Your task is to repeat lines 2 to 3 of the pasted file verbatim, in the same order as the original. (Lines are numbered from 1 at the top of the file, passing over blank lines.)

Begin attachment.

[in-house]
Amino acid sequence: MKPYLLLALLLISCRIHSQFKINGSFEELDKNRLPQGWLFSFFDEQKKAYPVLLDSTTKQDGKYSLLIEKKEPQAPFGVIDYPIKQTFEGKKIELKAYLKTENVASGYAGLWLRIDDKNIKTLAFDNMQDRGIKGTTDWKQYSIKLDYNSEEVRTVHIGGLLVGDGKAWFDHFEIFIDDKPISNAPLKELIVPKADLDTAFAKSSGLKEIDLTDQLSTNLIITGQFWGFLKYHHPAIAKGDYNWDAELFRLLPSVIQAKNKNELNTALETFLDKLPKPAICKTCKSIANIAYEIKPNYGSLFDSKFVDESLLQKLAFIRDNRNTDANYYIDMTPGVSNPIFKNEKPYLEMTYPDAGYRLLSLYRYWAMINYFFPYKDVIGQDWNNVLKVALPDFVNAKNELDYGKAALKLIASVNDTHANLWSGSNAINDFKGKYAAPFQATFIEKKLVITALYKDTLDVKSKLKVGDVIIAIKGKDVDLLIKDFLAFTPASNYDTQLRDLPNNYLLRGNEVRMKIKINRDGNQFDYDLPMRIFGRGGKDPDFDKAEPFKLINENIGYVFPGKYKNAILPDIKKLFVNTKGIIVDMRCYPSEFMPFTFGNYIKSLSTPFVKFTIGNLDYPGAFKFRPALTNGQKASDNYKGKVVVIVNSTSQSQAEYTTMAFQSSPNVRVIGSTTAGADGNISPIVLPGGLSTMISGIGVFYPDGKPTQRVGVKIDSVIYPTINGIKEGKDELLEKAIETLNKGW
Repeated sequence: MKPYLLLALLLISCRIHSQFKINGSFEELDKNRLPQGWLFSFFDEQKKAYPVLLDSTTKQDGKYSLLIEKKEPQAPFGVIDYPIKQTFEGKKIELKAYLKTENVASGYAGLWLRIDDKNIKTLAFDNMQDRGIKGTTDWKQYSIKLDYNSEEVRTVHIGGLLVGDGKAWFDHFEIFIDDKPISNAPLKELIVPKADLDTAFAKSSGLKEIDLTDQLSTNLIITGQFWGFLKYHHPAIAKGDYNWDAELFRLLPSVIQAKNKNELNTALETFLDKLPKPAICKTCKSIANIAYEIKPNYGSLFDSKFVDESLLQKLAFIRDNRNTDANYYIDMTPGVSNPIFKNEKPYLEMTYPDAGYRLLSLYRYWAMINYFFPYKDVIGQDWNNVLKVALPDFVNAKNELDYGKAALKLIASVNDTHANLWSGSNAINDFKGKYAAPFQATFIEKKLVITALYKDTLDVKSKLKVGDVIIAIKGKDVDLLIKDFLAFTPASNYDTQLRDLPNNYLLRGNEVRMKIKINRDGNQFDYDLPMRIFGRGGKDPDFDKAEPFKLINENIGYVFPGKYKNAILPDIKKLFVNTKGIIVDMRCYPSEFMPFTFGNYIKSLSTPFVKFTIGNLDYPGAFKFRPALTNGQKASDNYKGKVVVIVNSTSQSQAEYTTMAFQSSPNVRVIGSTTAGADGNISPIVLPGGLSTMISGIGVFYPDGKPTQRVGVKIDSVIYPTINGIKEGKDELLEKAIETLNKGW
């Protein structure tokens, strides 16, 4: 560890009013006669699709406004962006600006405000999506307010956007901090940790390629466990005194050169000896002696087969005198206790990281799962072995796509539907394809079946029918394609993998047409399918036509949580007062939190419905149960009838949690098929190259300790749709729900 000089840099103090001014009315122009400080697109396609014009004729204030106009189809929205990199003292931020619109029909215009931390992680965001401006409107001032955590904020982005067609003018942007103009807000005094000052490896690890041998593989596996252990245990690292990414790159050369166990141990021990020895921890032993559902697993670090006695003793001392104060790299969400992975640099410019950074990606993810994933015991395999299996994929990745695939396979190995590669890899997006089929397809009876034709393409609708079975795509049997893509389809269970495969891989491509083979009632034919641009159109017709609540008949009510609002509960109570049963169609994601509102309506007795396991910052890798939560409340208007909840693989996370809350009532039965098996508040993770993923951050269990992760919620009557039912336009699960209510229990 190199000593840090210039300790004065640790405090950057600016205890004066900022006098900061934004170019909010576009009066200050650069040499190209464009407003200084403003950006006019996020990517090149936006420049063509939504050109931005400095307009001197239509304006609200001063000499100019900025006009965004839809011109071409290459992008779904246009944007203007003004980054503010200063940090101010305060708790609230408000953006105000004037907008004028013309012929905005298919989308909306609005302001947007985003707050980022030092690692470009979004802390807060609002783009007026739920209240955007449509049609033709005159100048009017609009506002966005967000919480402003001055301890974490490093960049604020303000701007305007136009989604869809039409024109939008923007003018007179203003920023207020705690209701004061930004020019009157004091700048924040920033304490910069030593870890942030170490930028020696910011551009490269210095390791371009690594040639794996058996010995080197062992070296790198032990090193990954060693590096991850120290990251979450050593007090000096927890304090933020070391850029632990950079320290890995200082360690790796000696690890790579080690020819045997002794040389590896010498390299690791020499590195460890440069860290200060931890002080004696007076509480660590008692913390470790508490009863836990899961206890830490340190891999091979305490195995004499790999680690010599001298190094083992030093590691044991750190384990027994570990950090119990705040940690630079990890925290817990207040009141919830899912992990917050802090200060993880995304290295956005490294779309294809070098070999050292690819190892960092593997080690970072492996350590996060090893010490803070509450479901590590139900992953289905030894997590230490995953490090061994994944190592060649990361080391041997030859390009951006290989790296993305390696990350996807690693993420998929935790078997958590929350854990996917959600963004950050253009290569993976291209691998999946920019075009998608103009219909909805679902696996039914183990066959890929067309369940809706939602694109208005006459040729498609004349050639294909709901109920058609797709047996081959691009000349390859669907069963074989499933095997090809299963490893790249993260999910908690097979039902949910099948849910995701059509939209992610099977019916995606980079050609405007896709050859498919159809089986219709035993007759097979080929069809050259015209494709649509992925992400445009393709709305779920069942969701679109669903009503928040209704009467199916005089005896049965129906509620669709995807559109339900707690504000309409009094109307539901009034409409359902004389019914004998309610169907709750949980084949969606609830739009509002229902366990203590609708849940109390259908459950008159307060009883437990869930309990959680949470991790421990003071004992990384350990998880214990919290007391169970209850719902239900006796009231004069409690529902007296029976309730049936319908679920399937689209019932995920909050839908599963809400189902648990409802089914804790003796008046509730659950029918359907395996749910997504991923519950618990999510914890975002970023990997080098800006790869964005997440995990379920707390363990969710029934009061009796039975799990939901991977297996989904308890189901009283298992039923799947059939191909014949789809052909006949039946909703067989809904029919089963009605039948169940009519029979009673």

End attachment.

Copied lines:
Amino acid sequence: MKPYLLLALLLISCRIHSQFKINGSFEELDKNRLPQGWLFSFFDEQKKAYPVLLDSTTKQDGKYSLLIEKKEPQAPFGVIDYPIKQTFEGKKIELKAYLKTENVASGYAGLWLRIDDKNIKTLAFDNMQDRGIKGTTDWKQYSIKLDYNSEEVRTVHIGGLLVGDGKAWFDHFEIFIDDKPISNAPLKELIVPKADLDTAFAKSSGLKEIDLTDQLSTNLIITGQFWGFLKYHHPAIAKGDYNWDAELFRLLPSVIQAKNKNELNTALETFLDKLPKPAICKTCKSIANIAYEIKPNYGSLFDSKFVDESLLQKLAFIRDNRNTDANYYIDMTPGVSNPIFKNEKPYLEMTYPDAGYRLLSLYRYWAMINYFFPYKDVIGQDWNNVLKVALPDFVNAKNELDYGKAALKLIASVNDTHANLWSGSNAINDFKGKYAAPFQATFIEKKLVITALYKDTLDVKSKLKVGDVIIAIKGKDVDLLIKDFLAFTPASNYDTQLRDLPNNYLLRGNEVRMKIKINRDGNQFDYDLPMRIFGRGGKDPDFDKAEPFKLINENIGYVFPGKYKNAILPDIKKLFVNTKGIIVDMRCYPSEFMPFTFGNYIKSLSTPFVKFTIGNLDYPGAFKFRPALTNGQKASDNYKGKVVVIVNSTSQSQAEYTTMAFQSSPNVRVIGSTTAGADGNISPIVLPGGLSTMISGIGVFYPDGKPTQRVGVKIDSVIYPTINGIKEGKDELLEKAIETLNKGW
Repeated sequence: MKPYLLLALLLISCRIHSQFKINGSFEELDKNRLPQGWLFSFFDEQKKAYPVLLDSTTKQDGKYSLLIEKKEPQAPFGVIDYPIKQTFEGKKIELKAYLKTENVASGYAGLWLRIDDKNIKTLAFDNMQDRGIKGTTDWKQYSIKLDYNSEEVRTVHIGGLLVGDGKAWFDHFEIFIDDKPISNAPLKELIVPKADLDTAFAKSSGLKEIDLTDQLSTNLIITGQFWGFLKYHHPAIAKGDYNWDAELFRLLPSVIQAKNKNELNTALETFLDKLPKPAICKTCKSIANIAYEIKPNYGSLFDSKFVDESLLQKLAFIRDNRNTDANYYIDMTPGVSNPIFKNEKPYLEMTYPDAGYRLLSLYRYWAMINYFFPYKDVIGQDWNNVLKVALPDFVNAKNELDYGKAALKLIASVNDTHANLWSGSNAINDFKGKYAAPFQATFIEKKLVITALYKDTLDVKSKLKVGDVIIAIKGKDVDLLIKDFLAFTPASNYDTQLRDLPNNYLLRGNEVRMKIKINRDGNQFDYDLPMRIFGRGGKDPDFDKAEPFKLINENIGYVFPGKYKNAILPDIKKLFVNTKGIIVDMRCYPSEFMPFTFGNYIKSLSTPFVKFTIGNLDYPGAFKFRPALTNGQKASDNYKGKVVVIVNSTSQSQAEYTTMAFQSSPNVRVIGSTTAGADGNISPIVLPGGLSTMISGIGVFYPDGKPTQRVGVKIDSVIYPTINGIKEGKDELLEKAIETLNKGW